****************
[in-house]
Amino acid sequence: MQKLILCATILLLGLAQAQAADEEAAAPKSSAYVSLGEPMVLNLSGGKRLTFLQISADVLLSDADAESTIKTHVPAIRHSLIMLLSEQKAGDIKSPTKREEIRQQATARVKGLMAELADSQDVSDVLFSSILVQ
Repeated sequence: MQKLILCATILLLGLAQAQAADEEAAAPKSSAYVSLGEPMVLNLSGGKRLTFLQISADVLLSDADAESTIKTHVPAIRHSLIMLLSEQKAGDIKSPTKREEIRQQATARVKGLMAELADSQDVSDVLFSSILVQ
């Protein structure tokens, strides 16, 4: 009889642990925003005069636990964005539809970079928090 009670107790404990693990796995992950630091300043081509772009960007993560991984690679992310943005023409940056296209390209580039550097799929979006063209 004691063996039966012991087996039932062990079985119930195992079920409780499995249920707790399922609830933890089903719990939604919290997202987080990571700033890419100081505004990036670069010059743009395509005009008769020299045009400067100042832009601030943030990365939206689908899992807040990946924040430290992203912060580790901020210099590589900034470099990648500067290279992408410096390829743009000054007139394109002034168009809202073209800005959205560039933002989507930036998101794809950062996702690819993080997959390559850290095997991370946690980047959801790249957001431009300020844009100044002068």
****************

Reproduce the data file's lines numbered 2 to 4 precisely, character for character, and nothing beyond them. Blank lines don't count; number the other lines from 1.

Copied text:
Amino acid sequence: MQKLILCATILLLGLAQAQAADEEAAAPKSSAYVSLGEPMVLNLSGGKRLTFLQISADVLLSDADAESTIKTHVPAIRHSLIMLLSEQKAGDIKSPTKREEIRQQATARVKGLMAELADSQDVSDVLFSSILVQ
Repeated sequence: MQKLILCATILLLGLAQAQAADEEAAAPKSSAYVSLGEPMVLNLSGGKRLTFLQISADVLLSDADAESTIKTHVPAIRHSLIMLLSEQKAGDIKSPTKREEIRQQATARVKGLMAELADSQDVSDVLFSSILVQ
């Protein structure tokens, strides 16, 4: 009889642990925003005069636990964005539809970079928090 009670107790404990693990796995992950630091300043081509772009960007993560991984690679992310943005023409940056296209390209580039550097799929979006063209 004691063996039966012991087996039932062990079985119930195992079920409780499995249920707790399922609830933890089903719990939604919290997202987080990571700033890419100081505004990036670069010059743009395509005009008769020299045009400067100042832009601030943030990365939206689908899992807040990946924040430290992203912060580790901020210099590589900034470099990648500067290279992408410096390829743009000054007139394109002034168009809202073209800005959205560039933002989507930036998101794809950062996702690819993080997959390559850290095997991370946690980047959801790249957001431009300020844009100044002068």